It’s hard to measure progress, sometimes, when it’s happening all around you, but the big knock on modern boxing is its inability to put together the biggest fights. That, however, seems to be trending in the right direction. Gervonta Davis and Ryan Garcia fought on April 22 in a bout that sold 1.2 million pay-per-views according to Sports Business Journal and had a paid gate of $22.8 million. That’s not a fight THERE that will happen.
The boxers themselves asked for it and then their representatives, their promoters, their broadcasters or anyone else would not allow them to stop it.
Last week, undisputed lightweight champion Devin Haney put his four belts on the line in the biggest, most important fight of his life at the MGM Grand Garden in Las Vegas against former unified champion, Vasiliy Lomachenko.
Inoue and Fulton have been signed — that fight was supposed to be on May 7 until Inoue’s injury pushed the fight to July — and now it appears that Crawford and Spence have agreed.
Is boxing headed for another golden age? Well, maybe. There are many talented fighters active today and many potential elites who are in the infancy of their careers. Talent in a sport, any sport, is cyclical but boxing is thriving in terms of talent right now.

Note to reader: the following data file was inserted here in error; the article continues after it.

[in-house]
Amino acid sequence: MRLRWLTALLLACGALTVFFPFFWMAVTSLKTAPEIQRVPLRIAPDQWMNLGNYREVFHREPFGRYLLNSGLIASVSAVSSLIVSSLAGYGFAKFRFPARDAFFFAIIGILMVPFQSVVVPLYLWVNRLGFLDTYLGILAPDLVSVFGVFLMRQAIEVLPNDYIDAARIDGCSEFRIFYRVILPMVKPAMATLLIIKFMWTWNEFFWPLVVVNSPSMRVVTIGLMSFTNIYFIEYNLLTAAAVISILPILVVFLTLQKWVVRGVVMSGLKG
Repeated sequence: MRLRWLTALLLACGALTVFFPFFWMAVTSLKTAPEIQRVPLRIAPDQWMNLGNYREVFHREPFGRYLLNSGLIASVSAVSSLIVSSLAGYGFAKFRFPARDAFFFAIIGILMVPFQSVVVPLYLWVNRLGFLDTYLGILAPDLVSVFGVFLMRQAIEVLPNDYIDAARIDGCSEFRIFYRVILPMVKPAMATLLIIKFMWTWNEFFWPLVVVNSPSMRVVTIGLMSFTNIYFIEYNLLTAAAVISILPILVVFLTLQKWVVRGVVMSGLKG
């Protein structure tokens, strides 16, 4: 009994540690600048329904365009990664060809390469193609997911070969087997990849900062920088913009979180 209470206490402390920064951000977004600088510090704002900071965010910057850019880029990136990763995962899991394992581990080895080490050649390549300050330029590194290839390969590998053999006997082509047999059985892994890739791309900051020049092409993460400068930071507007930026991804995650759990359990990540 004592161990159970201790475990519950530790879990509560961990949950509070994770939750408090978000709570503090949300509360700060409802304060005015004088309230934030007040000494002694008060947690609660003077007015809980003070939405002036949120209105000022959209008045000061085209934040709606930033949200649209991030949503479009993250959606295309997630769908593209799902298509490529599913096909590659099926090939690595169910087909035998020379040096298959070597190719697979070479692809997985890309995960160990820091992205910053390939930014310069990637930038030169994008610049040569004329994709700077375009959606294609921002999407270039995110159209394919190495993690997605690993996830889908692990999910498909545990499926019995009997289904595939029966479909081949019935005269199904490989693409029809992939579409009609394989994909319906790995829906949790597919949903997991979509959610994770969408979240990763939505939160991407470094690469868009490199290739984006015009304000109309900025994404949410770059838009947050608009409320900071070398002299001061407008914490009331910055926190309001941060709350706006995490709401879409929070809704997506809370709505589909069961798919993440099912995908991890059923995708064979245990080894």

There is nothing wrong with boxing that cannot be solved by fair judging, good matches and good promotion.
Someone had to lead and suddenly the warriors themselves took the reins. It was the best boxing event since the rules of the Marquess of Queensbury were introduced in 1867.
There is nothing in sports like the atmosphere before a major championship fight. The hair stands on the back of your neck and goosebumps cover your arms. Every stand was in full-throated roar.
It’s a scene that, thankfully, is repeating itself in 2023 and looks set to happen on a more frequent basis than it has in a long time. Anything can happen in boxing and it is important to remember that Crawford and Spence did not put pen to paper and sign a contract. But all signs point to this being a formality, and the superfight will continue for several months.
That’s the best news this game has gotten in a long time.